So, how can change be implemented?
Changing people’s habits is challenging, however it can be done through schemes that either reward or punish individuals or organisations financially for their environmental practices. China has implemented this practice with coal-fired power companies in Beijing in order to reduce the amount of carbon emissions that is causing severe smog in the city.
To take another example from recent times, Australia’s “Carbon Tax” was a bid to decrease carbon emissions by charging companies a set amount for each tonne of carbon that they released into the atmosphere. Introduced in 2011 to vastly mixed reactions, the government fronted environmental strategy was shown to be a relative success, heralding the largest drop in emissions (1.4%) that the country had seen in a decade.
Despite its abolishment in 2014 by the Abbott government, the Carbon Tax is still looked upon as one of the major positive impacts attempted in recent Australian history, and proved that initiatives like this can have an impressive environmental impact.
In order to improve habits, it will be up to the local authorities in every country from the national to the local level to instigate practices that must be adhered to. These practices must be tied to some type of monetary reward, such as a bursary or tax break. Otherwise, it must be linked to a financial penalty such as heavy fines or increases in taxes, should the methods not be implemented.
People and businesses want convenience. Most people are willing to participate in schemes if they are given a simple system that is easy to implement. Rather than educating people and organisations to figure out a system themselves, have them participate in a partnership program that will allow them to benefit financially.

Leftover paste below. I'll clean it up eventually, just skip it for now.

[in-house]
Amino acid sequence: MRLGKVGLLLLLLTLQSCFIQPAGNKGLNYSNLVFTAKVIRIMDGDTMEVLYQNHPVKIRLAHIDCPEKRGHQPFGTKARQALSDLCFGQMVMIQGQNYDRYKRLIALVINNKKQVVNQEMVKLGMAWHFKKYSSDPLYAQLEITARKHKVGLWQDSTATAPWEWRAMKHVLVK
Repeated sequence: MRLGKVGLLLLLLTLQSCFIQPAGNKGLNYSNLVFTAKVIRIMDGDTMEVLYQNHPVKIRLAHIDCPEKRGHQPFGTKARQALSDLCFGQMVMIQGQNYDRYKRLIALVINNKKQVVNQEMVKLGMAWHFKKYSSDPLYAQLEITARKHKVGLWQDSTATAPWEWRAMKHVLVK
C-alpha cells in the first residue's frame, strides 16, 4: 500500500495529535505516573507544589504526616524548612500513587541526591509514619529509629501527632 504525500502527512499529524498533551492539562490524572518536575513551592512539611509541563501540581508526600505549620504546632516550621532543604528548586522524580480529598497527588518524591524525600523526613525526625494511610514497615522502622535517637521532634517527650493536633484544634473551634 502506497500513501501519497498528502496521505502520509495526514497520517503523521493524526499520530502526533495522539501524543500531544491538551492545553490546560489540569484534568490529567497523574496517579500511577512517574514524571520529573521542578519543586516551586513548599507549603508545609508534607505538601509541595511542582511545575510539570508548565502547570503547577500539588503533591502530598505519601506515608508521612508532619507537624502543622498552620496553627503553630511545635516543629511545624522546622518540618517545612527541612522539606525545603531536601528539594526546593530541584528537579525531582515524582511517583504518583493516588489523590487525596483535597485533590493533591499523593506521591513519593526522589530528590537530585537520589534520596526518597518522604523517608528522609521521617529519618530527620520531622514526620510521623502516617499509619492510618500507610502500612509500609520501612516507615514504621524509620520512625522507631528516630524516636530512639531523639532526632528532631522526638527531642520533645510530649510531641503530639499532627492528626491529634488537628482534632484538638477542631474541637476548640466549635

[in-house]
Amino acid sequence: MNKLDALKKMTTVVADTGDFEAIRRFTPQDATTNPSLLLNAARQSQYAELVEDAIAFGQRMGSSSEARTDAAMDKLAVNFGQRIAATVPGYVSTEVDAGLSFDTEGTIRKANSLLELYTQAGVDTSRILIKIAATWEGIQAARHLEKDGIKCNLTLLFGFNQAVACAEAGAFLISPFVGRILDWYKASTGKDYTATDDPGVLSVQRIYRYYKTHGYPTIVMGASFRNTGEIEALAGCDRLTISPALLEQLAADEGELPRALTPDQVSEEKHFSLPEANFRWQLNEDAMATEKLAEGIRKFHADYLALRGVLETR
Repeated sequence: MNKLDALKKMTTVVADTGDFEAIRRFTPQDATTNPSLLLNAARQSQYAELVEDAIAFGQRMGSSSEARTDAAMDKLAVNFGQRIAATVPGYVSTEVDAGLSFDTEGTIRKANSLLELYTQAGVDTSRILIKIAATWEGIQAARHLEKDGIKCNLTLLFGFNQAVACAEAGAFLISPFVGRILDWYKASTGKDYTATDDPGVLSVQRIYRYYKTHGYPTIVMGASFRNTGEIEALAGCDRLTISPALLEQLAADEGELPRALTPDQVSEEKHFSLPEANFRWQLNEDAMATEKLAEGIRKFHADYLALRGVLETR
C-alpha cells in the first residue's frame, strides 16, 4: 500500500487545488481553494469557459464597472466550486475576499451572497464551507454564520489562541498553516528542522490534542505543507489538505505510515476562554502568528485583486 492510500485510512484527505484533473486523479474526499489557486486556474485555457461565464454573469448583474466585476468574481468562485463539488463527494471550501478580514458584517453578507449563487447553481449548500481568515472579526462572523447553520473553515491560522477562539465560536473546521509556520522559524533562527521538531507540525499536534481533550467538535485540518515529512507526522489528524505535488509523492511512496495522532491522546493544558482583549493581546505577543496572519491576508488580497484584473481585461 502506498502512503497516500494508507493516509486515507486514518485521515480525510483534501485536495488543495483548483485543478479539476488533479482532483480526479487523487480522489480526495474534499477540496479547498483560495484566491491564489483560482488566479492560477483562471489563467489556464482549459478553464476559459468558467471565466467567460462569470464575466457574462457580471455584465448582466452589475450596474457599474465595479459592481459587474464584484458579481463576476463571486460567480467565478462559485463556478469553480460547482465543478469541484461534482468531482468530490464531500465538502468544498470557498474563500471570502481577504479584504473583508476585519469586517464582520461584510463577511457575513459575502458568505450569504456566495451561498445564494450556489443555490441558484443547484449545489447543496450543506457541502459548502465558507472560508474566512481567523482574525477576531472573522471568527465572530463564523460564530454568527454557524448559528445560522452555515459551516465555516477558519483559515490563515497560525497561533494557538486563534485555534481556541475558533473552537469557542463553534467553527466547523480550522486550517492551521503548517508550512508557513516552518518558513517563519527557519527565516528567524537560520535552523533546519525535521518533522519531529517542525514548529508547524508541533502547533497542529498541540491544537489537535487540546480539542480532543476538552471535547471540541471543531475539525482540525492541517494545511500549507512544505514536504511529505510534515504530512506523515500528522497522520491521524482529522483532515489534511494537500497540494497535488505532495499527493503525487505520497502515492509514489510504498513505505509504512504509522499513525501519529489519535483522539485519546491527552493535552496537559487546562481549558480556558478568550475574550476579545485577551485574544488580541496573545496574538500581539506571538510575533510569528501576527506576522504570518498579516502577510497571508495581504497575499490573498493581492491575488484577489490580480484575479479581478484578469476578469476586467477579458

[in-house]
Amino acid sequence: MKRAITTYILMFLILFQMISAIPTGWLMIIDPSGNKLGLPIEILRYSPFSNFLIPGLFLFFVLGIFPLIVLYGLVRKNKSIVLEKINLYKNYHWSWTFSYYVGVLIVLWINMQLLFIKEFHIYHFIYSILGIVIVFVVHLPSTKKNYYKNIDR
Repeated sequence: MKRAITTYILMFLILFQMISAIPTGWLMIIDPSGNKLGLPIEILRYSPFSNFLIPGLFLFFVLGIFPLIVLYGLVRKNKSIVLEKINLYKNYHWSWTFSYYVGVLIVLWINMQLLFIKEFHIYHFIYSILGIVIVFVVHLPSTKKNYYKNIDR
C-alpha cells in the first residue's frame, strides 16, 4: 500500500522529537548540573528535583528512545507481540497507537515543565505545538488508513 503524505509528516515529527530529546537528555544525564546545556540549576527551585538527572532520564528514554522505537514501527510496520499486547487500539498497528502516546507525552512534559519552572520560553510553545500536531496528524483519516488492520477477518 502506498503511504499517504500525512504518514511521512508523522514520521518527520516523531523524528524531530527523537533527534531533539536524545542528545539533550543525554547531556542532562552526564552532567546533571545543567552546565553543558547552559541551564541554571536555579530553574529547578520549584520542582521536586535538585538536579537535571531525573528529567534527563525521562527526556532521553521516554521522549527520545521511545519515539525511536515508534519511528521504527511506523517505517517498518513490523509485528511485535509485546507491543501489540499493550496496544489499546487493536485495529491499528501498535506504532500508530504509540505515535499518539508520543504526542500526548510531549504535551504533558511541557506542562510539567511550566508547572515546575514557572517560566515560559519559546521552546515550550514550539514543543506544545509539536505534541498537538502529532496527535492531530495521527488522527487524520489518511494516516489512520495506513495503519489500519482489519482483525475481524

There are several businesses in London in the United Kingdom that have partnered with organisations such as “Cycle Scheme” to provide workers in the city with discounts in exchange for purchasing bikes that they can use to commute to work instead of taking transportation that contributes to carbon emissions.
It’s quite challenging to get people and organisations to change their habits, so leveraging technology is the easiest way to get people and organisations improving their sustainability practices. However, they will typically choose to invest in the technology as long as the financial benefit is pitched to them in an effective way.
The intentions that we have had towards helping the environment have been good, however we have been pitching the message in the wrong way for too long. It’s time to stop throwing the message at the masses like mud to a wall and seeing what sticks. To get people on board, the environmental pitch must resonate with their immediate needs and priorities. Propel people into action by triggering financial rewards or losses that are a result of their environmental practices and watch the current environmental threats succumb to the will of the people.